So now you know the exact systematic process that I use with my clients to help them decide whether or not they should stay in place as a sole proprietorship or whether they should form some other type of business entity.

I've written a one page cheat sheet that goes over all these issues and many more in terms of deciding what type of business entity is right for your business. And if you want to go ahead, here is the link. You can download that. It'll help walk you through the process that I use to decide what is the best business entity for a client that I'm working with.

Also, if you want to join a community of online entrepreneurs just like you, I have a secret Facebook community where I share even more legal tips and tricks to help you keep your online business protected and profitable. Have a good one, folks. Take care.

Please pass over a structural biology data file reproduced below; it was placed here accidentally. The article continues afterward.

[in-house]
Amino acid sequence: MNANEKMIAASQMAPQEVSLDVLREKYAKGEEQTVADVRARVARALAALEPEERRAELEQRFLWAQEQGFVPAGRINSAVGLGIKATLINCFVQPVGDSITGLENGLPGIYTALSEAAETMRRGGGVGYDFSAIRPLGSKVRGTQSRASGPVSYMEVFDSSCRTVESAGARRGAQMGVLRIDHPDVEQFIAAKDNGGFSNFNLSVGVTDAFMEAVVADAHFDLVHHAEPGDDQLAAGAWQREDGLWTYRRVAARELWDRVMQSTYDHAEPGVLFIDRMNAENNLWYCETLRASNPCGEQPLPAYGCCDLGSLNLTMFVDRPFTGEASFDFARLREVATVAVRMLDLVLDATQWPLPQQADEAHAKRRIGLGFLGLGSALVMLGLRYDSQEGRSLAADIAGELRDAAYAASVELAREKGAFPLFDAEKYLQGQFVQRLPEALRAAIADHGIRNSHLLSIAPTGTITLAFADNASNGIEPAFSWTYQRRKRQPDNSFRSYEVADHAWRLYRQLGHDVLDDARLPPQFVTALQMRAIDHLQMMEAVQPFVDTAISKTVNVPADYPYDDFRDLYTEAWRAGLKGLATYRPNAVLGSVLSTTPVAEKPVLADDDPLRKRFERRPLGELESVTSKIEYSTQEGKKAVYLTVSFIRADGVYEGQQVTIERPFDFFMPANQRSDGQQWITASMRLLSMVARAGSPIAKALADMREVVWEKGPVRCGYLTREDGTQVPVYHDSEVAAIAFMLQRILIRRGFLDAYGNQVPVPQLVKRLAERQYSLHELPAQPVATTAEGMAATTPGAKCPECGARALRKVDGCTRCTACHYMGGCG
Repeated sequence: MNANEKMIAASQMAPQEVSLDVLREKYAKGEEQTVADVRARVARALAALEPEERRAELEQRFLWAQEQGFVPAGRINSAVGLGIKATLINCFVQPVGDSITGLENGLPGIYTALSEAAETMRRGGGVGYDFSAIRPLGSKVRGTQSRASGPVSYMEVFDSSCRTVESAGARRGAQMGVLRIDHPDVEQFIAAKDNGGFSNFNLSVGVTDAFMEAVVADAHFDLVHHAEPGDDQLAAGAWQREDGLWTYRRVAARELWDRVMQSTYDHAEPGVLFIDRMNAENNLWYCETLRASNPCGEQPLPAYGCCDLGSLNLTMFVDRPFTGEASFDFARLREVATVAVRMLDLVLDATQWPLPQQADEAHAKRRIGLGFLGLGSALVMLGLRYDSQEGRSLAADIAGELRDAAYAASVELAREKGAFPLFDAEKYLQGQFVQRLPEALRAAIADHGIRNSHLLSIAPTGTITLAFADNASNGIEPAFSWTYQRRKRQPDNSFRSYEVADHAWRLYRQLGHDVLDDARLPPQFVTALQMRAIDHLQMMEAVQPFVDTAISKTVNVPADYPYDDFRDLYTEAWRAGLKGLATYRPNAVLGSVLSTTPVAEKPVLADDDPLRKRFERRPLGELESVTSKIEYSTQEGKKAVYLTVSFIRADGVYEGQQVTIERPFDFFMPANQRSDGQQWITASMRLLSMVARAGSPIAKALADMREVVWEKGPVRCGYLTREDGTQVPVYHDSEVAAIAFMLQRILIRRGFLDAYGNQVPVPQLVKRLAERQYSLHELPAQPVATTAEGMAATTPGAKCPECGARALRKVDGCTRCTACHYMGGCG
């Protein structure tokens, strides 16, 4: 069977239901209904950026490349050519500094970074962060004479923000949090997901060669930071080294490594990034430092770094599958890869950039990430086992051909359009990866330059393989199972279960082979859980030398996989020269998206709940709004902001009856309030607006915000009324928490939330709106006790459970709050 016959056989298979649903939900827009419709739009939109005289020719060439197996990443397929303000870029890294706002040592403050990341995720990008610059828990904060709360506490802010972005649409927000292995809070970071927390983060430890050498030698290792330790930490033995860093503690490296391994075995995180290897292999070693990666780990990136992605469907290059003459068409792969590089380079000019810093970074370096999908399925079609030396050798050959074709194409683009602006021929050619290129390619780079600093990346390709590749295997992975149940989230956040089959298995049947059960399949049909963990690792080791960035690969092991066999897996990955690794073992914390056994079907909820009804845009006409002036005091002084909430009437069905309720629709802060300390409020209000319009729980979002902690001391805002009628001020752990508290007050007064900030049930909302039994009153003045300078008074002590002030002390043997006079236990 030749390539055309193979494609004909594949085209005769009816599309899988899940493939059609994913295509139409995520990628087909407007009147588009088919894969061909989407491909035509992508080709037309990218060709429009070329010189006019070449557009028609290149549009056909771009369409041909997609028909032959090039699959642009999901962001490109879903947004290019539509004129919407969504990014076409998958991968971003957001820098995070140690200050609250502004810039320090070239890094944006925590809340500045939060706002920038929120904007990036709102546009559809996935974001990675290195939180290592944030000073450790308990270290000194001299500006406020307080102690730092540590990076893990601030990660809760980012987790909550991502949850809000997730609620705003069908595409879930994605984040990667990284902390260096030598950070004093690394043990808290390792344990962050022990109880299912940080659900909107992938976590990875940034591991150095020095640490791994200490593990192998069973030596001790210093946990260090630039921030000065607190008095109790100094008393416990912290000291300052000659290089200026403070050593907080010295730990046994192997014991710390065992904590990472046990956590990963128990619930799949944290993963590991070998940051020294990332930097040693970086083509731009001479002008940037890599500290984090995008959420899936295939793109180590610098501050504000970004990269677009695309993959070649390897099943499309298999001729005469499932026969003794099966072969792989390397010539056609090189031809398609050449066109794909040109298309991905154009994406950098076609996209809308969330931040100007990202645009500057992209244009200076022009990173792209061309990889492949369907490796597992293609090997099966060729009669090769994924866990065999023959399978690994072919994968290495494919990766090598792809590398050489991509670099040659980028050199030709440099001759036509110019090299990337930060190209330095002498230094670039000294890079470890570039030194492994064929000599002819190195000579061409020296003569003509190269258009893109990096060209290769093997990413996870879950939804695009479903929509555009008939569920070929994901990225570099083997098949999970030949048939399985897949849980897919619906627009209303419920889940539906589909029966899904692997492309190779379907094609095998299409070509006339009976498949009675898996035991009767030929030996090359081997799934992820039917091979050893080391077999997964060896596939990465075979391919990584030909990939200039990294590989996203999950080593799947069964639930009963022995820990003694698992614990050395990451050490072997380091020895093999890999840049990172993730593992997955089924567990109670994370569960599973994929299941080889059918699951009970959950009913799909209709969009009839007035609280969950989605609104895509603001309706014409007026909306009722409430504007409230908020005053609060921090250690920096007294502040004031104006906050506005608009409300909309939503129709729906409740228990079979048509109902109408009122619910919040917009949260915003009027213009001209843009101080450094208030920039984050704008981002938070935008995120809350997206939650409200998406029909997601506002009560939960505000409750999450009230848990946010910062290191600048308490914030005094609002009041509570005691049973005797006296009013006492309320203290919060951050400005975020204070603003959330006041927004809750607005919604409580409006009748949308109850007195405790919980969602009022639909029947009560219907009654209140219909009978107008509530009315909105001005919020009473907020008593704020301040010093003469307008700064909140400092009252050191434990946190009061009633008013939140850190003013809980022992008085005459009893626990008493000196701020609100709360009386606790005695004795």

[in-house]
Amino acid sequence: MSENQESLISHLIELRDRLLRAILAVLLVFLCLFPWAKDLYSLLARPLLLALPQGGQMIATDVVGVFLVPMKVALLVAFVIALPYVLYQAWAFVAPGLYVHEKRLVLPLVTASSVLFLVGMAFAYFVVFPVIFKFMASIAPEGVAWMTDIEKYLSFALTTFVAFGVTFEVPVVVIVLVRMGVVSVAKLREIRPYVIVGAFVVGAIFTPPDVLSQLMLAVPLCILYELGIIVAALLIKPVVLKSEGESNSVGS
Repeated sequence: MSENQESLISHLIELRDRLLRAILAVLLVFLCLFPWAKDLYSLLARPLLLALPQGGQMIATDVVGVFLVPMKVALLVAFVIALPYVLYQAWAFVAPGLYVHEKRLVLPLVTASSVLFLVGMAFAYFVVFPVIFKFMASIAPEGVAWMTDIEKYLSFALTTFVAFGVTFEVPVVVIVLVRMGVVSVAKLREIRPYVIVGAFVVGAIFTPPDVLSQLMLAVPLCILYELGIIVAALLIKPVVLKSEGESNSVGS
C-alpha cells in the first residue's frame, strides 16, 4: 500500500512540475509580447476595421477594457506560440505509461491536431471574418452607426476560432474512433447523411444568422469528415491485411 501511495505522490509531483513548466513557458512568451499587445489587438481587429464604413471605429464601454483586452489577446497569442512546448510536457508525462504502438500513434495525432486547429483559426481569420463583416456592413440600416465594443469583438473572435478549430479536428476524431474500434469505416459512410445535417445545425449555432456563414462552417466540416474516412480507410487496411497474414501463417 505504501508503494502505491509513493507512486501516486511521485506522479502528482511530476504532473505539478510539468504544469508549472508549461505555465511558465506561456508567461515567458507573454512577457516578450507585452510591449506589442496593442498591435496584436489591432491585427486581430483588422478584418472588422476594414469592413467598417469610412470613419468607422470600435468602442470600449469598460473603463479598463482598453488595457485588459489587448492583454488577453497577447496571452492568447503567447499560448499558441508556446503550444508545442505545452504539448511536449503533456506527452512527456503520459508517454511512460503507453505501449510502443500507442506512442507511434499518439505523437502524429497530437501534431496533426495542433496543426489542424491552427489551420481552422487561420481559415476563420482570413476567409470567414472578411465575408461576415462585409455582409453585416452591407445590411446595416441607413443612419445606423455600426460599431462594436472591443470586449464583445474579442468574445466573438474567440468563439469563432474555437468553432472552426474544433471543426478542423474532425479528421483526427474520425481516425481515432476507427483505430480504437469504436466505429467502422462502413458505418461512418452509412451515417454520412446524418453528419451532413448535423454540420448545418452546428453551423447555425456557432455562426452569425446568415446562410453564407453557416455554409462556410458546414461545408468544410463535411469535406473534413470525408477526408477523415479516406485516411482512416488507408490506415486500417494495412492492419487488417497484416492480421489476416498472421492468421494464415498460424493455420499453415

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Hawthorn Law is a Document Filing Service and CANNOT provide you with any legal or financial advice. The information provided on this website is designed to provide information in regards to the legal aspects of online business. However, it is presented with the understanding that Hawthorn Law is not engaged in rendering legal, accounting or other professional services. If legal advice or other professional assistance is required, the services of a licensed attorney, tax professional or financial advisor should be sought.